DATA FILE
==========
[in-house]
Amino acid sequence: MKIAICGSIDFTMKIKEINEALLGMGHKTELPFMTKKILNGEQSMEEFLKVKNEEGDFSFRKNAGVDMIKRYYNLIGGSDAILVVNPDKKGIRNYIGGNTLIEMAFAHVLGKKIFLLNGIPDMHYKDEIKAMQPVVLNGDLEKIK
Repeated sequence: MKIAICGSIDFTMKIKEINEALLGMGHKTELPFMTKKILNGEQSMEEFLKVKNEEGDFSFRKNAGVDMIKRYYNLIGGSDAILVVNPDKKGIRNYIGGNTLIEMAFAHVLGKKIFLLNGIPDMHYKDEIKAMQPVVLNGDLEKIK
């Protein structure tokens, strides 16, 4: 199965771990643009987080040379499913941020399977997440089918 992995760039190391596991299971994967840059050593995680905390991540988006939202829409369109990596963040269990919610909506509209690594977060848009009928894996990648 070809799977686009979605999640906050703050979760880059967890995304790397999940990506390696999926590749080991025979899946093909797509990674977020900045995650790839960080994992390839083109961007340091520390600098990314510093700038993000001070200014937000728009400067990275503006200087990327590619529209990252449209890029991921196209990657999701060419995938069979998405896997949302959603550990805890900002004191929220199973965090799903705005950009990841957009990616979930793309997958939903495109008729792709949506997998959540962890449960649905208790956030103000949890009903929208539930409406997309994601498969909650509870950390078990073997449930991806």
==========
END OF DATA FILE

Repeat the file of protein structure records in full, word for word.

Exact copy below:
[in-house]
Amino acid sequence: MKIAICGSIDFTMKIKEINEALLGMGHKTELPFMTKKILNGEQSMEEFLKVKNEEGDFSFRKNAGVDMIKRYYNLIGGSDAILVVNPDKKGIRNYIGGNTLIEMAFAHVLGKKIFLLNGIPDMHYKDEIKAMQPVVLNGDLEKIK
Repeated sequence: MKIAICGSIDFTMKIKEINEALLGMGHKTELPFMTKKILNGEQSMEEFLKVKNEEGDFSFRKNAGVDMIKRYYNLIGGSDAILVVNPDKKGIRNYIGGNTLIEMAFAHVLGKKIFLLNGIPDMHYKDEIKAMQPVVLNGDLEKIK
């Protein structure tokens, strides 16, 4: 199965771990643009987080040379499913941020399977997440089918 992995760039190391596991299971994967840059050593995680905390991540988006939202829409369109990596963040269990919610909506509209690594977060848009009928894996990648 070809799977686009979605999640906050703050979760880059967890995304790397999940990506390696999926590749080991025979899946093909797509990674977020900045995650790839960080994992390839083109961007340091520390600098990314510093700038993000001070200014937000728009400067990275503006200087990327590619529209990252449209890029991921196209990657999701060419995938069979998405896997949302959603550990805890900002004191929220199973965090799903705005950009990841957009990616979930793309997958939903495109008729792709949506997998959540962890449960649905208790956030103000949890009903929208539930409406997309994601498969909650509870950390078990073997449930991806």